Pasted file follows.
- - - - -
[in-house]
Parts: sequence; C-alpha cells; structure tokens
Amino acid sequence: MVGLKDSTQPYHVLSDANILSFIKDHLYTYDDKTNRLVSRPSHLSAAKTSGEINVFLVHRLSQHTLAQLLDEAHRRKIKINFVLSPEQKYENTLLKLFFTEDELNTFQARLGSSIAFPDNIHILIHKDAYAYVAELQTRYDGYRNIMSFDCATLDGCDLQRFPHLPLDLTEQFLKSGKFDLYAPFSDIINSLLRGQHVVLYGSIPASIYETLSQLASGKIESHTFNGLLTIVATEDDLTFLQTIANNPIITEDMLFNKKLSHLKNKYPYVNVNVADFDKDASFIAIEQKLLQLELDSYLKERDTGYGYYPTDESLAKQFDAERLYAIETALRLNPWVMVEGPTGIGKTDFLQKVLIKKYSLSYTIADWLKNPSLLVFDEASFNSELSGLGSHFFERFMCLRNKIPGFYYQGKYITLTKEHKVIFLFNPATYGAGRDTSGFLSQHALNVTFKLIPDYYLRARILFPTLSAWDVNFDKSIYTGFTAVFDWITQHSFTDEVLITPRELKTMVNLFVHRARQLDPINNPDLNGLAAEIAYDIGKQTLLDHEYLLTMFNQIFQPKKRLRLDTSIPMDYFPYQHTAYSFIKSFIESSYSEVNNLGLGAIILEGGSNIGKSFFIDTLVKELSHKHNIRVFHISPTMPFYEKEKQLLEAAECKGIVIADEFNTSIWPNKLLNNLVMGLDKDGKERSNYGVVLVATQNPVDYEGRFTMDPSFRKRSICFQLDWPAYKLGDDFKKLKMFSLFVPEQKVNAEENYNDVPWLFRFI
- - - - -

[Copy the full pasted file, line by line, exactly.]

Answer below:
[in-house]
Parts: sequence; C-alpha cells; structure tokens
Amino acid sequence: MVGLKDSTQPYHVLSDANILSFIKDHLYTYDDKTNRLVSRPSHLSAAKTSGEINVFLVHRLSQHTLAQLLDEAHRRKIKINFVLSPEQKYENTLLKLFFTEDELNTFQARLGSSIAFPDNIHILIHKDAYAYVAELQTRYDGYRNIMSFDCATLDGCDLQRFPHLPLDLTEQFLKSGKFDLYAPFSDIINSLLRGQHVVLYGSIPASIYETLSQLASGKIESHTFNGLLTIVATEDDLTFLQTIANNPIITEDMLFNKKLSHLKNKYPYVNVNVADFDKDASFIAIEQKLLQLELDSYLKERDTGYGYYPTDESLAKQFDAERLYAIETALRLNPWVMVEGPTGIGKTDFLQKVLIKKYSLSYTIADWLKNPSLLVFDEASFNSELSGLGSHFFERFMCLRNKIPGFYYQGKYITLTKEHKVIFLFNPATYGAGRDTSGFLSQHALNVTFKLIPDYYLRARILFPTLSAWDVNFDKSIYTGFTAVFDWITQHSFTDEVLITPRELKTMVNLFVHRARQLDPINNPDLNGLAAEIAYDIGKQTLLDHEYLLTMFNQIFQPKKRLRLDTSIPMDYFPYQHTAYSFIKSFIESSYSEVNNLGLGAIILEGGSNIGKSFFIDTLVKELSHKHNIRVFHISPTMPFYEKEKQLLEAAECKGIVIADEFNTSIWPNKLLNNLVMGLDKDGKERSNYGVVLVATQNPVDYEGRFTMDPSFRKRSICFQLDWPAYKLGDDFKKLKMFSLFVPEQKVNAEENYNDVPWLFRFI